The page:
This didn’t lessen either, as I had hoped, after I got through figuring out that I should have stayed in my starting area and progressed that route to get everything I needed before exploring the rest of the world.  Even into my 20’s, 30’s, 40’s, there was a dozen tiny annoyances around every corner, that could’ve only been prevented had I previously experienced them, or read a complete tutorial about every aspect of WoW.  Even with that latter part, I’d have my doubts.

The first time I went into the arena was a nightmare.  I had everyone yelling at me.  Sure I had “noob” trash talk and spam.  It wasn’t anything as universal as spam or trash talk that had me frustrated.  It was finding out that I didn’t have the freedom I thought I’d have.  It was a horrible night of me asking one question after another that all started with “I have this so I can’t I use it?”

I’ve since learned a lot about how WoW works, and I am still playing it and enjoy it very much.  However my memories of starting RoM and then starting WoW are examples of Horizontal and Vertical gameplay.

There isn’t a huge black line clearly separating Horizontal MMO’s from Vertical.  Actually the two types can co-exist in a single MMO.

Using aspects of crafting in RoM and WoW should help to better understand a difference between Horizontal and Vertical gameplay.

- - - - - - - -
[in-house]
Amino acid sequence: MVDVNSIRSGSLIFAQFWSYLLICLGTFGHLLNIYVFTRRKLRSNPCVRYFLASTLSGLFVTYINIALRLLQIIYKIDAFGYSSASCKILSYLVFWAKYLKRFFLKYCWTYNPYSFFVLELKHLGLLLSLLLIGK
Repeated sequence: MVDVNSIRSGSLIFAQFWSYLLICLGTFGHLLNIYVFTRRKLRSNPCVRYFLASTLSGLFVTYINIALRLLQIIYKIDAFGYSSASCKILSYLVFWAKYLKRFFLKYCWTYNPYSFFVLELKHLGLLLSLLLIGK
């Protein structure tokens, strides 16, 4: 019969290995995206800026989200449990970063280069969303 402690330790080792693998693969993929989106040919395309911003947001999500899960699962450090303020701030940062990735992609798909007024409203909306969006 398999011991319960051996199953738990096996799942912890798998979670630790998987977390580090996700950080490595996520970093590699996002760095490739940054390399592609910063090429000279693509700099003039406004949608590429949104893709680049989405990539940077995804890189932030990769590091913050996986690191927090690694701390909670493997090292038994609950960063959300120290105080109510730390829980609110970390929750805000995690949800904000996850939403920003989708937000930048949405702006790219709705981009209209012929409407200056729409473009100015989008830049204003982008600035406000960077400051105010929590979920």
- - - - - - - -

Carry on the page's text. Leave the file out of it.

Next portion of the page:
In WoW you pick your tradeskills that will have a skill bar you fill as you mine, and craft.  You can buy or find recipes, and as you level up your skill you can make more powerful or higher level items.

The same thing goes for RoM except I could stay level 16 and given enough time and investment, I could reach max profession level of 80.

You just can’t do that in WoW, because parts of the game are based around a Vertical climb.  They require you to be a certain level before you raise your tradeskill any higher.  Which is going to make you go do quests to level your character before you can go get the recipes you want and get back to crafting/buying/and selling which may be your favorite thing to do in an MMO.

Another example surrounding crafting is access to recipes.  RoM sets up a mini solo instance that any level character can enter and the mobs are scaled to that level.  Drops come in the form of some blue recipes as well as ingredients for those blue recipes and many other items.  You are going to either have to buy the recipes from the Auction House, in WoW, for the expensive price related to the level you can get them, or you are going to have to level up high enough to kill the mobs that drop those higher level recipes.

Mystic Worlds has an eloquent little article that describes the players feelings toward what he points out is Vertical Conditioning: where it can be hard to relax and have fun, at least at first, in a game like RoM because we’ve been conditioned toward leveling, getting higher level items and gear, raiding higher level dungeons, etc…

You can also see how Horizontal Gameplay is accessible to more players while Vertical will always reach a cut off where a percentage of players will never follow.

After looking at how the games crafting system operates, I feel like I have a better understanding of Vertical gameplay yet I still feel like that newb the first time I logged into WoW.  It’s opened doors for me, but I have a lot of exploring and learning to do.

One Response to “Vertical Vs. Horizontal Gameplay”

  1. Now I am going away to do my breakfast, once having my breakfast coming over again to read other news.